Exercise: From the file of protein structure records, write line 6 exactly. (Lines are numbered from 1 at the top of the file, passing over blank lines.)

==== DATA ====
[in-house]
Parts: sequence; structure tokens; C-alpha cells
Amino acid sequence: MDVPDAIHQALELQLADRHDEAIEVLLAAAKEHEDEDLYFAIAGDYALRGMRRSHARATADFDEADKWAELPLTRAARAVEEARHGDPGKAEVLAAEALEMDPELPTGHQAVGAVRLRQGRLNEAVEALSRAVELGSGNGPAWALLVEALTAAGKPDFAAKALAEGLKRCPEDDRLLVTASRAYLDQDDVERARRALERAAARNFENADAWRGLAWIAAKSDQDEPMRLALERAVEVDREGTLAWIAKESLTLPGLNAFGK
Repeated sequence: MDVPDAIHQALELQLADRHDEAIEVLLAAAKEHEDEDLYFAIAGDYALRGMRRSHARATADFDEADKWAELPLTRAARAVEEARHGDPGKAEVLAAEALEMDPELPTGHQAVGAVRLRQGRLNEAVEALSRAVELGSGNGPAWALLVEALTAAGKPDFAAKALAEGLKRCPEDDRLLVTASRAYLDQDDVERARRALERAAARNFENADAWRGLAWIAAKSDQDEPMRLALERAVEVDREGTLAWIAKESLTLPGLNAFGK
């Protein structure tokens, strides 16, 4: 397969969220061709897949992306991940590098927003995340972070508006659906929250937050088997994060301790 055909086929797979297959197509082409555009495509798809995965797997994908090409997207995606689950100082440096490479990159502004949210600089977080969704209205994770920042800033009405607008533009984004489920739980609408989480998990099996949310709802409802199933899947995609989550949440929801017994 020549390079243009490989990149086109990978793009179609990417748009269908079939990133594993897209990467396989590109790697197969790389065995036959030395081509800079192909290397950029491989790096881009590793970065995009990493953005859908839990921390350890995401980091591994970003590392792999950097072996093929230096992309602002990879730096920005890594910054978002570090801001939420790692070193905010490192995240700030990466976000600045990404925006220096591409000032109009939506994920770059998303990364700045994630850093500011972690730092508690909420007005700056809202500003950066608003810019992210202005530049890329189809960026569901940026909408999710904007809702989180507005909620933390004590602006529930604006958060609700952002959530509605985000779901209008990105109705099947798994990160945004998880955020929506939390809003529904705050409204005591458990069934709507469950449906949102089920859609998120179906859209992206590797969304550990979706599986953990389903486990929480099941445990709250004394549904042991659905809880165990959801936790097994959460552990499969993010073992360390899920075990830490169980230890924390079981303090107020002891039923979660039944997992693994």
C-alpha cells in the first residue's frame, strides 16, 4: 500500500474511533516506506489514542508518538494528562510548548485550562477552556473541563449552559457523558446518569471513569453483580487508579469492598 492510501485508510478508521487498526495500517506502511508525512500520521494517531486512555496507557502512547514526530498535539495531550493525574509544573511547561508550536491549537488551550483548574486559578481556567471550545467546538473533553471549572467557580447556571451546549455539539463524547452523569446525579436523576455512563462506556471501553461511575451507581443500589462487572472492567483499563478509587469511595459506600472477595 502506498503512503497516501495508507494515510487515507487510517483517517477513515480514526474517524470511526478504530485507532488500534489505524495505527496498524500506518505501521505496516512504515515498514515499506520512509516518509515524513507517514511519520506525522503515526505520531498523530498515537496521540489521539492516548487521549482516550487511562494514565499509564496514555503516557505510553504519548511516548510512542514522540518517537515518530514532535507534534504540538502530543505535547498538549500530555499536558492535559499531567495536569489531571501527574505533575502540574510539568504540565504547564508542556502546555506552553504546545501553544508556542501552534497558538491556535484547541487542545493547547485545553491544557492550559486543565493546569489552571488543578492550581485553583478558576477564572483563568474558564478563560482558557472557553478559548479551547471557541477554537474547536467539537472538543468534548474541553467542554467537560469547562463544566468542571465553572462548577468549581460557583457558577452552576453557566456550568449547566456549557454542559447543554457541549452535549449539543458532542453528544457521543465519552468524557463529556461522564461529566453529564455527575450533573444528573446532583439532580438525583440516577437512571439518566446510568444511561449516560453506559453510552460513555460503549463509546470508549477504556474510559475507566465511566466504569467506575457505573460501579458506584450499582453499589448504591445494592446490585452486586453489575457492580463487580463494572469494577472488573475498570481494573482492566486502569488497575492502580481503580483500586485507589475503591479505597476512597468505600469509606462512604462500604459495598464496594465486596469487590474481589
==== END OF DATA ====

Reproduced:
C-alpha cells in the first residue's frame, strides 16, 4: 500500500474511533516506506489514542508518538494528562510548548485550562477552556473541563449552559457523558446518569471513569453483580487508579469492598 492510501485508510478508521487498526495500517506502511508525512500520521494517531486512555496507557502512547514526530498535539495531550493525574509544573511547561508550536491549537488551550483548574486559578481556567471550545467546538473533553471549572467557580447556571451546549455539539463524547452523569446525579436523576455512563462506556471501553461511575451507581443500589462487572472492567483499563478509587469511595459506600472477595 502506498503512503497516501495508507494515510487515507487510517483517517477513515480514526474517524470511526478504530485507532488500534489505524495505527496498524500506518505501521505496516512504515515498514515499506520512509516518509515524513507517514511519520506525522503515526505520531498523530498515537496521540489521539492516548487521549482516550487511562494514565499509564496514555503516557505510553504519548511516548510512542514522540518517537515518530514532535507534534504540538502530543505535547498538549500530555499536558492535559499531567495536569489531571501527574505533575502540574510539568504540565504547564508542556502546555506552553504546545501553544508556542501552534497558538491556535484547541487542545493547547485545553491544557492550559486543565493546569489552571488543578492550581485553583478558576477564572483563568474558564478563560482558557472557553478559548479551547471557541477554537474547536467539537472538543468534548474541553467542554467537560469547562463544566468542571465553572462548577468549581460557583457558577452552576453557566456550568449547566456549557454542559447543554457541549452535549449539543458532542453528544457521543465519552468524557463529556461522564461529566453529564455527575450533573444528573446532583439532580438525583440516577437512571439518566446510568444511561449516560453506559453510552460513555460503549463509546470508549477504556474510559475507566465511566466504569467506575457505573460501579458506584450499582453499589448504591445494592446490585452486586453489575457492580463487580463494572469494577472488573475498570481494573482492566486502569488497575492502580481503580483500586485507589475503591479505597476512597468505600469509606462512604462500604459495598464496594465486596469487590474481589